PS 282 Community psych

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Department
Psychology
Course
PS282
Professor
Colleen Loomis
Semester
Fall

Description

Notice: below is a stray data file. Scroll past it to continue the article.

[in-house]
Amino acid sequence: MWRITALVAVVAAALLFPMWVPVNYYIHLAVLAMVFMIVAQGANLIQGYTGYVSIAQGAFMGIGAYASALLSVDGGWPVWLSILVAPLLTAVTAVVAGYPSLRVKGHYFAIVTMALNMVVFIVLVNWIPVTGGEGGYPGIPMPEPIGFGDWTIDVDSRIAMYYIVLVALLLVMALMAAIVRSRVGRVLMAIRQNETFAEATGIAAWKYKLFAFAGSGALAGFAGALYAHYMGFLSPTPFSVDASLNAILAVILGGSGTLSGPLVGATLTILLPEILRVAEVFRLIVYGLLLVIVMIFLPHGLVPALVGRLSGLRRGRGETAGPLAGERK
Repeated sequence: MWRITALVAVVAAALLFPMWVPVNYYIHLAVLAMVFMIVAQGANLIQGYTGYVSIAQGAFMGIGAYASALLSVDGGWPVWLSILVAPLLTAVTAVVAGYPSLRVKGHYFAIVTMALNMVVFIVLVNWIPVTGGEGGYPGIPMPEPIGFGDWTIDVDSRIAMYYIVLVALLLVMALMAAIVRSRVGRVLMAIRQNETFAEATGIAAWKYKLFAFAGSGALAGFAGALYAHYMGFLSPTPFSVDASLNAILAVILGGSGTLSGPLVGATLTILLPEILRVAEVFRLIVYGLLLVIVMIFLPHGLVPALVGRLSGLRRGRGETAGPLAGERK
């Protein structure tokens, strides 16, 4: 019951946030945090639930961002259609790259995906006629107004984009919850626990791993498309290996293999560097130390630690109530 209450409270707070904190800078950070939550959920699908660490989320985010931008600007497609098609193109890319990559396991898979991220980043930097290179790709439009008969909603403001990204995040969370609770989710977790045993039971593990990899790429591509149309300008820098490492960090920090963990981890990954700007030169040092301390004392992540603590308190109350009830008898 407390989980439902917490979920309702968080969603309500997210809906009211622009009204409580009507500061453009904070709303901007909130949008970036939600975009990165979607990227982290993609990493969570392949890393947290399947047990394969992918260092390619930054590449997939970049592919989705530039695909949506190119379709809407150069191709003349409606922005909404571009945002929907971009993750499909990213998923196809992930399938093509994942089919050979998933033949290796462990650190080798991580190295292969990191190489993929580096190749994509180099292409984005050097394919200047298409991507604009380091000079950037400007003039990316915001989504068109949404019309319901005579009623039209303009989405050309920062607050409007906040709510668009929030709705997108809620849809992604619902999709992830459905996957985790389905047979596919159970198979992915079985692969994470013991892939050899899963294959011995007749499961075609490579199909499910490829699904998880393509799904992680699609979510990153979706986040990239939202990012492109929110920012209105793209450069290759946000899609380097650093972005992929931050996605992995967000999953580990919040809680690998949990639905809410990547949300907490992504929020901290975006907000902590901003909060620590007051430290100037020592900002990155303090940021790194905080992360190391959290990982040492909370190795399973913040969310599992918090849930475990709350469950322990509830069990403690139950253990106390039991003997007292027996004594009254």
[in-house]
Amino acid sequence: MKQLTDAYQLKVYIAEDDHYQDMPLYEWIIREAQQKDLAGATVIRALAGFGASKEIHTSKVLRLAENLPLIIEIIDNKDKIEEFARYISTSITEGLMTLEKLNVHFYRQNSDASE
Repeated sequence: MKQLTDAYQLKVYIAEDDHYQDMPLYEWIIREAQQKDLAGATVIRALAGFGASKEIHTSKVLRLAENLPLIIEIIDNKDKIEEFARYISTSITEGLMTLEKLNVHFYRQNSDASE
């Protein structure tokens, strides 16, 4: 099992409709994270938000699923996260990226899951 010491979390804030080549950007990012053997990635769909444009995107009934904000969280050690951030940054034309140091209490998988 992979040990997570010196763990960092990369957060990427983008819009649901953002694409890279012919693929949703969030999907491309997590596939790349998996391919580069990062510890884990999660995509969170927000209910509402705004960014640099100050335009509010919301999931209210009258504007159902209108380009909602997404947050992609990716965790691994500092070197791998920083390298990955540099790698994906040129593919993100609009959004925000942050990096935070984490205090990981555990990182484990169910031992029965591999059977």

First order change: alters, rearranges, replaces members of a group to resolve some aspects of a problem Second order change: changing the relationships, roles, goals of the individuals Context minimization error: underestimating the importance of context in a persons life Community psychology: quality of life for individuals, communities, and societies are linked. Integrating research with action to understand and enhance the quality of life for individuals, communities and societies Participant conceptualizer: involved in community processes while attempting to understand and explain them Core values in community psych: Individual and family wellness, sense of community, respect for human diversity, social justice, citizen participation, collaboration, community strength and empirical grounding. Individual Family Organization Localities (exo or macro) Macro Broad Street pump: Cholera in UK, tens of thousands die, many believe it is spread by miasma (bad air). John Snow suggests epidemic is related to food or water, handle of Broad street pump removed and epidemic slows to a halt. George Albee: can’t train enough for one on one, not effective in all cultures, preventing disorders, promoting competence and wellness. Prevention methods: Caplan’s model: Primary- give to entire population Secondary- give to at risk population Tertiary- groups with existing disorders US institute of medicine: Universal- everyone Selective: people at risk/characteristics of disorder Indicated: high risk and showing early systems Cumulative-risk hypothesis: children can deal with 1 or 2 risk factors but 4+ has negative outcomes Resiliency: being able to overcome Promotion: helps people function to fullest potential Prevention and promotion programs: search institute, communities that care Best practice approach: multiple intervention for interrelated goals, theory driven and evidence based, appropriately timed, social covenant, skills and behavior based, sufficient dosage, positive relationships, second order change, support for staff and program evaluation. 2005 meta analysis: US drug prevention programs for children and teens using various approaches. Effect size was 0.02, almost nothing. 21 programs had negative effect size: control group did better than intervention group. Programs were all different- behavioural and skills based more effective than others. There were method problems with the control group as they got messages from other places about drugs. Factors were controlled for and effect size rose to 0.24. Showing that: WELL IMPLEMENTED AND WELL DESIGNED PREVENTION WORKS! 4 stages(evolutions) of transferring program (moving a program to other settings) 1. Cookbook approach- follow recipe 2. Replication of programs- but not quite produce the exact thing 3. Adaptation of programs-taking a replication and changing it based on the setting 4. Intervention/innovation- source of idea/inspirations 8 issues in implementation 1. Fidelity- 2. Dosage/intensity 3. quality 4. Participant responsiveness 5. Program differentiation 6. Monitoring of control conditions 7. Program reach 8. adaptation 4 stages of development of implementation 1. Experimental development 2. Technological application 3. Diffusion of innovation 4. Widespread implementation 5 step process of diffusion 1. Knowledge 2. Persuasion 3. Discussion 4. Implementation 5. Confirmation Implementation methods: Research to practice models- researchers and policy makers push communities and organizations to adopt evidence based programs (top down) Community centered models: communities ask what kinds of programs work for the problems we are facing and how can they work for our community (bottom up) Integrated model (ISF): 3 systems: prevention synthesis and translation system (provides information about available programs), prevention support system (training and technical support and organizational capacity) and support delivery system (actually implementing the program). 4 factors: community level, provider characteristics, innovation characteristics and the prevention delivery organizational system. -meta-analysis: effect size 2 to 3 times larger, organizational capacity 11 of 23 factors Organizational capacity: amount of people that can be supported by a program- causes difficulty 8 organizing principles of participatory action research (PAR) not just studying if it changes but acting to make it change 1. Identification of problem (must be widely identified, common shared definition of the issue, defining what is the preventable phenomenon and the mechanisms that can do that) 2. Assessment of resources and community organizational capacity (motivation and skills) 3. Review of available research and potential programs or policies (knowing what works and what doesn’t work and why) 4. Assessment of fit between the innovation and setting 5. Train staff,Support the staff, emotionally, recognize small wins and successes 6. Evaluate the process 7. Implement the process 8. Repeat as necessary Evaluate for unintended consequences: (Iatrogenic effects): unintended harmful consequences of an intentionally helpful intervention Example: Scared Straight program -intended to deter juveniles from crime, evaluation found program increased risk for arrest by unintentionally reinforcing attitudes and behaviours associated with criminality. Cultural diversity in program implementation: PAR must be informed by and congruent with the values of the community, program theory and implementation must be based on cultural values at a deep structural level, strong collaborative approach needed. Better beginnings and better futures: policy implications for early childhood development. It is an overall approach to strengthen children and communities, created by government, run by parents, educators. It is evidence based, support for team members, help other communities try it too. Contains a timeline. Support from 3 government ministries. Needs in school support. Bower: KISS (key integrative social support) families, school AID (Ailing in difficulty institutions) short term assistance, guidance counselors, outpatient mental health ICE (illness correctional endeavors) provided by psychiatric hospitals, prisons, long term health care With loving KISSS early in life there will be less need for AID and ICE Developmental rights: right to conditions that allow them to grow in a healthy manner Developmental assets: psychosocial protective factors among youth, families, school, and communities that have been found in research to promote healthy child and youth development Prenatal/early infancy: first time mothers whose children are at risk because the mothers are low income or young Multi-component programs: worked on multiple goals through involving resources within the family and also outside it, such as peers, school and community resources Social emotional literacy: builds skills in left and right frontal lobes and right hemisphere as lack of stimulation can cause children to be behind academically and socially Perry Preschool project: multicomponent comprehensive education in poorer communities, reduces arrests, children do better in school Interpersonal Cognitive problem solving: preschool curriculum to help children identify their own problems and get opportunities to solve them themselves. Teachers “dialogue” with students rather than “telling”. Social decision making/ social problem solving: build self control, showed less likelihood to use tobacco and alcohol Second Step: violence prevention, teach social and emotional skills preschool to grade 9, increases in prosocial activity in school Life skills training: knowledge, motivation and skills to resist influences to use tobacco, alcohol and other drugs Empowering + Citizen Participation Empowerment: intentional ongoing process centered in a local community involving mutual respect, critical reflection, caring and group participation through which people lacking an equal share of resources gain greater access to and control over those resources. Sports as empowerment- activity for its own sake is not empowering but with different analysis, critical reflection it may become empowering Cognitive/affective component- feeling empowered affects being empowered, but may not lead to change in decision “placating” Behavioral components: active component, group participation Multiple levels, may not be transferable Contextual Empowerment of one group could be at the expense of another group Citizen participation: decision making, voice in deliberation of community issues, means to an end, an end itself. Can increase quality of decision making in organization, can promote effective leadership and goal achievement. Conflict almost guaranteed to occur. Citizen participation will require more money initially. Power: Power over: capacity to compel or dominate others, control resources, typically accomplished by coercion, is in structure of organization Power to: power of a group to have freedom to control one’s own goals, self-determination, persuasion by persuasion Power from: ability to resist the demands of others or protest of resistance of a system Integrative power: “people power” working together, loyalty, social sources, networks, can be used as a tool of social liberations ex. Boycotts, labour union strikes Gaventa’s instruments of social power, power can be used to: control resources, control channels for participation in decisions (based on perceived notions of expert) , shape definition of a public issue or conflict Qualities of empowered and engaged persons: Critical awareness (understanding how power and sociopolitical forces affect your life, dialogue with others), participatory skills (articulating, advocating, identifying and cultivation of resources, strategic planning, finding and using social support, learning to share leadership and power), sense of self efficacy (believing in one’s own ability to participate), sense of collective efficacy (feeling that working together works to change), Participatory values and commitment (those who mobilize a local organization and maintain it are related to deeply set values and traditions), relational connections (bonding and bridging ties) Empowering: member participation, sharing of power, particular setting Empowered: wider community or societal influence, relation to empowering, settings influencing other settings, may or may not be empowering for its members United way- what gets measured gets done, all funding is traced and results are measured Results based accountability, document progress Role of evaluation in social intervention: Evaluation can document what is working, where improvement is needed and what is working Can determine responsible use of public resources Gain competitiveness in obtaining grant funding of particular models over others Establishing trust with stakeholders Justify use Logic of program evaluation:  Outcomes, did the program work?  Process, why did a program work or not work? Theory failure or implementation failure  Systematic examination of causal assumptions, underlying connections a bc  Logic model: graphic representations of how a program is expected to work; portray the connections believed to exist, crucial in development, implementation and evaluation. Helps to understand how conditions (distal or proximal problems, or settings, factors that contribute to a need for intervention. This context must be clearly and specifically defined, including available resources), activities (may be more than one, feasible given the condition) ,outcomes(measured in a change of knowledge and attitudes, skills and abilities, or change in organizational practice or a law) and impacts (reduction or increase in rates of problem or desired behavior, eventual sustained result of implementation) are connected Needs assessment, program planning, implementation, evaluation Goals & outcomes, process evaluation (while program is being delivered, can’t be done after, index of accountability), outcome evaluation (aspect of time, when to do the evaluation, is planned from the very beginning of the project and can be as important as funding, money for evaluation is budgeted), impact evaluation (beyond outcomes, long-term effects of program) Outcome evaluations: self-report, parent/ teacher/ authority figure ratings, key informant (leader in the program) and observation (researchers, qualitative or quantitative data). Evaluations and implementation: should be during and ongoing, barriers may include outsider evaluations creating an “us vs. them” mentality, evaluation process may seem to complex Empowerment evaluation: strategy, provide program stakeholders with tools for assessing the